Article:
We as Indians,never feel satisfied with any purchase unless there is a bit of bargaining. Be it with the local vegetable vendor or the electronic goods salesperson,the sale is complete only after we are done with our share of bargaining.
What about the probably the biggest purchase of our life; the housing loan? Do we bargain enough to squeeze out the best deal? For some first time buyers,the anxiety and eagerness to claim their first house soon may lead to a mild attempt or none at bargaining. For those who do bargain,the rigid stance shown by the lenders leads to accepting defeat soon.
We refer to the housing loan as the purchase and not the house,for the house is considered purchased only after the last EMI is paid,whereas the loan is considered purchased the moment we sign the dotted line.
Come to think of it,for example the difference between a 10 per cent and a 10.25 per cent loan for R20 lakh over 20 years will result in a differential outflow of over R85,000. So why not haggle over it?!
The easiest bargain
Probably,the easiest bargain in a home loan is the processing fee. The fees vary from lender to lender,but the decision to reduce it can be taken even by the local sales manager and hence it is easy to get a good rate and sometimes even a waiver. The best part of this bargain is that you can feel the satisfaction of having saved immediately. 1 per cent on a R18 lakh loan is R18,000 saved.
The biggest expense,irrespective of the amount borrowed is the rate of interest charged. To get a good deal on this you could follow one of the following strategies:
1. You can use online loan comparator tools to find out the various rates being offered by lenders,which will help you to compare many lenders and give you an indicative interest rate pricing for them.
2. Given the current interest rate scenario and tough competition,most lenders quote their best rates only. Hence getting a discount on the actual interest rate is not going to be very easy as the maximum leeway that the lender has will be in the range of 0.25-0.5 per cent. But then,as discussed earlier this could mean a saving of over R85,000 in the long run.
3. A good way to get this discount is to try to apply for the loan during the month end or quarter end,when most of the sales people will be under pressure to deliver results and might show a little leniency to get your account.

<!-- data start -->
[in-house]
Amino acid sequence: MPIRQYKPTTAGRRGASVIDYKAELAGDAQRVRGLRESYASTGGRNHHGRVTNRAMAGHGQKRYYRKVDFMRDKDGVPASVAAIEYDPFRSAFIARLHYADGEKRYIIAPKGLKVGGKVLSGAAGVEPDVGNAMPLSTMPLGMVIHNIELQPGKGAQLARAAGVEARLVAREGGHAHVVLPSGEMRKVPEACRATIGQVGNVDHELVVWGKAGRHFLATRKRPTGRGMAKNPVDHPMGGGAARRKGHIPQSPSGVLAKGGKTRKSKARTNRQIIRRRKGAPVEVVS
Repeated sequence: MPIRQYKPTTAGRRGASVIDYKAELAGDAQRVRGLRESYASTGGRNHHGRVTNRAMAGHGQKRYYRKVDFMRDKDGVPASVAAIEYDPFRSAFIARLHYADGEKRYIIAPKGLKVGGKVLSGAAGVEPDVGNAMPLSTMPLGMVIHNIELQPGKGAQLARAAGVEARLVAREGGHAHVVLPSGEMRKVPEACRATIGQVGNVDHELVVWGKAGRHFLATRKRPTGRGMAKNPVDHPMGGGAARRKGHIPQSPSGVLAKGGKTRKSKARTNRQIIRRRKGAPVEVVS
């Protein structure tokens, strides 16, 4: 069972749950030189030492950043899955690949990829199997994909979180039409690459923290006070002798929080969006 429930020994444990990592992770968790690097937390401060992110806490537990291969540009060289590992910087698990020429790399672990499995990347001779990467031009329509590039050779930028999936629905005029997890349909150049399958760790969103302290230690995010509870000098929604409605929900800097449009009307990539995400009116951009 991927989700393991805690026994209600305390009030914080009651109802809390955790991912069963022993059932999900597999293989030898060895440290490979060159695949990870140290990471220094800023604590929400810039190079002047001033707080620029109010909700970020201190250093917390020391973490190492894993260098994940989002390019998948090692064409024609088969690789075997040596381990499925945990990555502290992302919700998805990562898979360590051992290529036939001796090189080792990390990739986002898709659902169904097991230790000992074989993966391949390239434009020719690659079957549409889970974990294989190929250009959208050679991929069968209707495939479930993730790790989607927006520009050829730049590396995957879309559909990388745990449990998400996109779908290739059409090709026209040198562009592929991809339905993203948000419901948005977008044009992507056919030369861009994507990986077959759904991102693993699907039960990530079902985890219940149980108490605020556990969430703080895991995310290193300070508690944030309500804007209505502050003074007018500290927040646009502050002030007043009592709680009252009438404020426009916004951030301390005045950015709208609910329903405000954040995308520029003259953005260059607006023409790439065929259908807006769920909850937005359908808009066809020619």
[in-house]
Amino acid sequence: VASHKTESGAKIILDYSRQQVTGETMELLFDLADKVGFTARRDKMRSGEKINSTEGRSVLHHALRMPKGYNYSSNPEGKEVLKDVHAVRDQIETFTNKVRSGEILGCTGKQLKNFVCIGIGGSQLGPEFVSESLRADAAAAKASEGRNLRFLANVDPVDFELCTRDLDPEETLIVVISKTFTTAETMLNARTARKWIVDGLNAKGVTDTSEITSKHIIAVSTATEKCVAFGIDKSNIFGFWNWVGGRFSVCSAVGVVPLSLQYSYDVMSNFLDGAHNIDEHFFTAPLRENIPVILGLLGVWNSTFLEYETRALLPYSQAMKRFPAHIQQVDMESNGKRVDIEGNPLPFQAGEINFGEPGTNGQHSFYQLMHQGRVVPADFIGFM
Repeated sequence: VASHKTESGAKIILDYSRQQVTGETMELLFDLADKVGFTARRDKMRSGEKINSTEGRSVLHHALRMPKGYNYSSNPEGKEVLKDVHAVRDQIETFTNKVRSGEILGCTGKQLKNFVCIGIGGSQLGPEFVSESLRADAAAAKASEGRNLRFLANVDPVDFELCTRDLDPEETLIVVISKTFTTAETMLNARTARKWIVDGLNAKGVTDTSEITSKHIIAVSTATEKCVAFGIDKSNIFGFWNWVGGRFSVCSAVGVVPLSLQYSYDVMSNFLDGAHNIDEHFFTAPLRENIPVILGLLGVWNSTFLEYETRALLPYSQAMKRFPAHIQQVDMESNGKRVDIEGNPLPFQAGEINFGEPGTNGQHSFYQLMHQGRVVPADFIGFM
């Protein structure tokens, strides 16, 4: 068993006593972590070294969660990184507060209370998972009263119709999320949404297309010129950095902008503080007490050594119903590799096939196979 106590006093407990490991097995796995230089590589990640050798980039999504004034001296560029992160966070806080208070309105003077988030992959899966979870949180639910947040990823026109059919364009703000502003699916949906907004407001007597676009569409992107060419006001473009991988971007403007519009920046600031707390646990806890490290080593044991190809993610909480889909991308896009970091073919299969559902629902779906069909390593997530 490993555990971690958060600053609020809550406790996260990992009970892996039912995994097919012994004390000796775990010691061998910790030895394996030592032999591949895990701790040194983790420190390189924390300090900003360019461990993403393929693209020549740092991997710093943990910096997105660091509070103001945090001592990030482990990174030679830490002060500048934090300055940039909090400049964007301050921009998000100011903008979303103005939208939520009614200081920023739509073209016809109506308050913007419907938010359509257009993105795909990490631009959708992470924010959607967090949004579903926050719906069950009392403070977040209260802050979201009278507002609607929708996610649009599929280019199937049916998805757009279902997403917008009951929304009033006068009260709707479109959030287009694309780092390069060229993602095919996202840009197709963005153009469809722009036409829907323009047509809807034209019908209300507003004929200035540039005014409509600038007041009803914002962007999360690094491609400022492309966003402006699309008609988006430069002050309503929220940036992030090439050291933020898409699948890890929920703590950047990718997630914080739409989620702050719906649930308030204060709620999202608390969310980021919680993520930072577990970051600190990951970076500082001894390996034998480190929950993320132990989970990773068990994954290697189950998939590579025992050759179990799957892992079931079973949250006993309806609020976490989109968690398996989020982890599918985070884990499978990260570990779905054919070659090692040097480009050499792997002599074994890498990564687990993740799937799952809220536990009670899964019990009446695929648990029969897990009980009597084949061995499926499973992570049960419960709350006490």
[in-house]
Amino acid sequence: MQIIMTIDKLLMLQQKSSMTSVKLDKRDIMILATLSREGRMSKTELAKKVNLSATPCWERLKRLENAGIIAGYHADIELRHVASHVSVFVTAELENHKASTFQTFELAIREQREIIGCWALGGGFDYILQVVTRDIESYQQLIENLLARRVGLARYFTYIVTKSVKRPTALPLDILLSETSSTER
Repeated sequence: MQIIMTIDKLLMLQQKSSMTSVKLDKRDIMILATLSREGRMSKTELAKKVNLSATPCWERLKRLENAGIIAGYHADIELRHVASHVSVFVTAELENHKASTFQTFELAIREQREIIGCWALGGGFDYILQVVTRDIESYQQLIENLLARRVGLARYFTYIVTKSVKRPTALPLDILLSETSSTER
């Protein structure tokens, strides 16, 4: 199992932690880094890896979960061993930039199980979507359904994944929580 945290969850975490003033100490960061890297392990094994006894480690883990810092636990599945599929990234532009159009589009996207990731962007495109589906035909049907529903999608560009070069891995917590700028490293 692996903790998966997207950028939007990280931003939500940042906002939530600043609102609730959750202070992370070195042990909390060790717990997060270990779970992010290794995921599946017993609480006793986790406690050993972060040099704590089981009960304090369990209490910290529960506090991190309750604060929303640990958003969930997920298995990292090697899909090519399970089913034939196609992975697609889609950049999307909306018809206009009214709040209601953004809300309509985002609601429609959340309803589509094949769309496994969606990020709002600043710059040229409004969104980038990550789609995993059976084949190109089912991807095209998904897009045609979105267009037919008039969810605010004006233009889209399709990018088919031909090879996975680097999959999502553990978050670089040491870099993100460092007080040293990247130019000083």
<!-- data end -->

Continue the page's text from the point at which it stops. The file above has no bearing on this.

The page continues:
4. Employees of big corporates are given some extra discounts on loans provided their company has a tie-up with the lender. Enquire with your employer for any such scheme and utilise it to the maximum.
To ensure you are in a good position to bargain,invest a little bit of effort in shoring up your finances. This can help in getting a better rate as well as a better tenure.
Some of the things that can be done to achieve this are: roping in a co-borrower or a guarantor,adding your father or spouse with a good income as a co-borrower etc.
Credit score matters
Keep a strict tab on your credit score. Wise use of credit cards or a good repayment track record of a past loan can increase your negotiating power with the bank as you have already established your credibility in terms of handling credit.
After several hikes last year,interest rates are at last cooling off and a downward trend is expected in the next few months.
Before this actually happens builders might provide discounts and banks could also be a bit lenient,understanding that most will favour waiting and watching. This may work in your favour,especially when you land a good home deal and use your bargaining prowess well.
A word of caution: Always clarify that there are no riders attached and do a check on their service levels,track record and other charges levied. It is always advisable to go with a lender who has a track record rather than a new player just for getting better rates,as this is going to be a long-term association.
The author is CEO,BankBazaar.com